Payne v. Peninsula School District

Summarized by:

  • Court: 9th Circuit Court of Appeals Archives
  • Area(s) of Law: Civil Procedure
  • Date Filed: 07-29-2011
  • Case #: 07-35115
  • Judge(s)/Court Below: Circuit Judge Bybee for the Court; Chief Circuit Judge Kozinski; Circuit Judges O’Scannlain, Silverman ,Graber, McKeown, Fisher, Rawlinson, M. Smith, Jr.; Circuit Judge Callahan in concurrence; Circuit Judge Bea concur in part dissent in part
  • Full Text Opinion

The Individuals with Disabilities Education Act (IDEA) requires remedy exhaustion under 20 U.S.C. § 1415(l) when (1) there is an IDEA claim or a functional equivalent, (2) if plaintiff seeks prospective injunctive relief to alter their Individual Education Program, or (3) if plaintiff is seeking to enforce rights that arise as a result of a denial of public education. In addition the exhaustion requirement is a claims processing provision and not a jurisdictional requirement.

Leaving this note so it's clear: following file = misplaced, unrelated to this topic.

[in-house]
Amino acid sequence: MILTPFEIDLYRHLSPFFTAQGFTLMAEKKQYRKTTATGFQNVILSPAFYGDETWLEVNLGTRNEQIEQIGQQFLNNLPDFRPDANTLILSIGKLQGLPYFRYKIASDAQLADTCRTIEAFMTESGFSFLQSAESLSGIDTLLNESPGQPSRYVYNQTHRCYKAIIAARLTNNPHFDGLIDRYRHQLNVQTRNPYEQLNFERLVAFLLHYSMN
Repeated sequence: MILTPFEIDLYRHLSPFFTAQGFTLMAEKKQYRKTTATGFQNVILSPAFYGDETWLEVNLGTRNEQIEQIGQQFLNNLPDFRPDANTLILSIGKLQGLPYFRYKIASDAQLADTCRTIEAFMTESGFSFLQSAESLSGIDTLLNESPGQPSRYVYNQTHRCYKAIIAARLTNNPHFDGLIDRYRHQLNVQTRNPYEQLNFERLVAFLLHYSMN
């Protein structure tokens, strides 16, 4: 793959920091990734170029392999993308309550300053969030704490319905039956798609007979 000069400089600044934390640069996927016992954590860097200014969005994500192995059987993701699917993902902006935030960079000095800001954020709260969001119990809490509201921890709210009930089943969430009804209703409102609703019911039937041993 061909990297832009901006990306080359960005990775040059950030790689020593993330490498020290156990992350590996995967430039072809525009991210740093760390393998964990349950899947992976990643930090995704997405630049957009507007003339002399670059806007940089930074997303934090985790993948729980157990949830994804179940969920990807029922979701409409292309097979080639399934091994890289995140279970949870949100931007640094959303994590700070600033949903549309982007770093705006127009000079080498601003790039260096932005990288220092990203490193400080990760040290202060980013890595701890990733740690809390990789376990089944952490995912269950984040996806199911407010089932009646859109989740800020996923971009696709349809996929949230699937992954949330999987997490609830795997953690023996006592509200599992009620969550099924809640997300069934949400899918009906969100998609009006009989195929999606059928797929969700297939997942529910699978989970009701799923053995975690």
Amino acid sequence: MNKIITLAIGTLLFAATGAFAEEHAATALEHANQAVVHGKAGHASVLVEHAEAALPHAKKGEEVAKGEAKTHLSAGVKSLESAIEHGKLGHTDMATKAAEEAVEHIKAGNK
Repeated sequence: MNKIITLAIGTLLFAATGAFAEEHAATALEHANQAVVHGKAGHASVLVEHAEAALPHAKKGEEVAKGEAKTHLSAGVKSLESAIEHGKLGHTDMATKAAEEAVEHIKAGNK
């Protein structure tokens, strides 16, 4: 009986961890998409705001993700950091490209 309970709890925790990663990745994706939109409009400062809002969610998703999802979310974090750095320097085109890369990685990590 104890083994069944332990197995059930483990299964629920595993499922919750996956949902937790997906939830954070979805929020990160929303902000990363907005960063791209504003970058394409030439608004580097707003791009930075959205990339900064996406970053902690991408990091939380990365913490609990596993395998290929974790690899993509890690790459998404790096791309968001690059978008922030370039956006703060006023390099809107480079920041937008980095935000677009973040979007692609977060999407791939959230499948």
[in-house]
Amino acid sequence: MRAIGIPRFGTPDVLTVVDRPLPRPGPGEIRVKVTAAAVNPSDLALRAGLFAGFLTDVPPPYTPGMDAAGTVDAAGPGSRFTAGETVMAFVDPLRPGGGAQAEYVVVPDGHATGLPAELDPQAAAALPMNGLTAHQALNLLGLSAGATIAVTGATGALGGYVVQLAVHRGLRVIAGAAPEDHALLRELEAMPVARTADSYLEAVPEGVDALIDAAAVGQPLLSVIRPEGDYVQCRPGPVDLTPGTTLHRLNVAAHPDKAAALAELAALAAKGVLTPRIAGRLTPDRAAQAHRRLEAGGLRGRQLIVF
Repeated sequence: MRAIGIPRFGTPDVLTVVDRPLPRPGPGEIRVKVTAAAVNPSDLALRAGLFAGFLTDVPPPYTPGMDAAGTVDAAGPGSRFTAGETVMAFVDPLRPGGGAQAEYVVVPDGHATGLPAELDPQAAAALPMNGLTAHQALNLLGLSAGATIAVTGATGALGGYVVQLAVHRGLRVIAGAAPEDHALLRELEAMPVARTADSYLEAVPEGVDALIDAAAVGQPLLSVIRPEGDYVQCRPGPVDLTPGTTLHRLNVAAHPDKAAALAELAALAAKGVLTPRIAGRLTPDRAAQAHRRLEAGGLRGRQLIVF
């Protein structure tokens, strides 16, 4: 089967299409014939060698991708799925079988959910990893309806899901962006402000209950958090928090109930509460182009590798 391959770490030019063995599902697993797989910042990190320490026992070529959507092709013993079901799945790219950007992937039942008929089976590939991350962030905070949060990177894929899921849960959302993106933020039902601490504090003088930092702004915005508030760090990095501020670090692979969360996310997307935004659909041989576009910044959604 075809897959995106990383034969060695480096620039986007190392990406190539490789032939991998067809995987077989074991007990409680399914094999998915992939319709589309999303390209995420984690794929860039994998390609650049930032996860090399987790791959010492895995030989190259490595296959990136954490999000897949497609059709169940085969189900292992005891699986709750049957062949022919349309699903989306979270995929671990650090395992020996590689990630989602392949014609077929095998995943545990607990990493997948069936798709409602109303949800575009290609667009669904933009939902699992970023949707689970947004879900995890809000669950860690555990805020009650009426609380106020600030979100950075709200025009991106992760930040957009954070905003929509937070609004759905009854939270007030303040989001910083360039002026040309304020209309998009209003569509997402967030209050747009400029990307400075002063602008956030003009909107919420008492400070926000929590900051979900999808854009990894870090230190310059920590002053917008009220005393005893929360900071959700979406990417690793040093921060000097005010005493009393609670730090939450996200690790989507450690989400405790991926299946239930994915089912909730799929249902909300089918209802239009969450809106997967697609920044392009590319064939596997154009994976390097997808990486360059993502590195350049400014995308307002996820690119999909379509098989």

Payne filed suit against defendants alleging a violation under IDEA as well as other § 1983 and state law claims. The district court granted summary judgment to defendants for all claims, finding that the court lacked subject matter jurisdiction because Payne failed to exhaust her administrative remedies as required by IDEA. Plaintiff appealed, a divided panel of the Ninth Circuit affirmed. The Ninth Circuit then granted a petition to hear this case en banc. The Ninth Circuit held that the exhaustion requirement found in the IDEA statute was a “claims processing provision” rather than a jurisdictional requirement because nothing in the IDEA statute related to subject matter jurisdiction. In addition, the Ninth Circuit overruled any prior cases to the contrary and noted that this ruling was in line with the Seventh and Eighth Circuits. Next, the Ninth Circuit held the exhaustion requirement found in 20 U.S.C. § 1415(l) should be analyzed from a “relief centered approach” as opposed to an “injury centered approach.” The Ninth Circuit noted that relief sought to provide for remedies available under IDEA would be subject to the exhaustion requirement. The Ninth Circuit affirmed the district court’s granting of summary judgment for plaintiff’s IDEA claim and reversed the judgment for all other claims. AFFIRMED in part, REVERSED in part and REMANDED.

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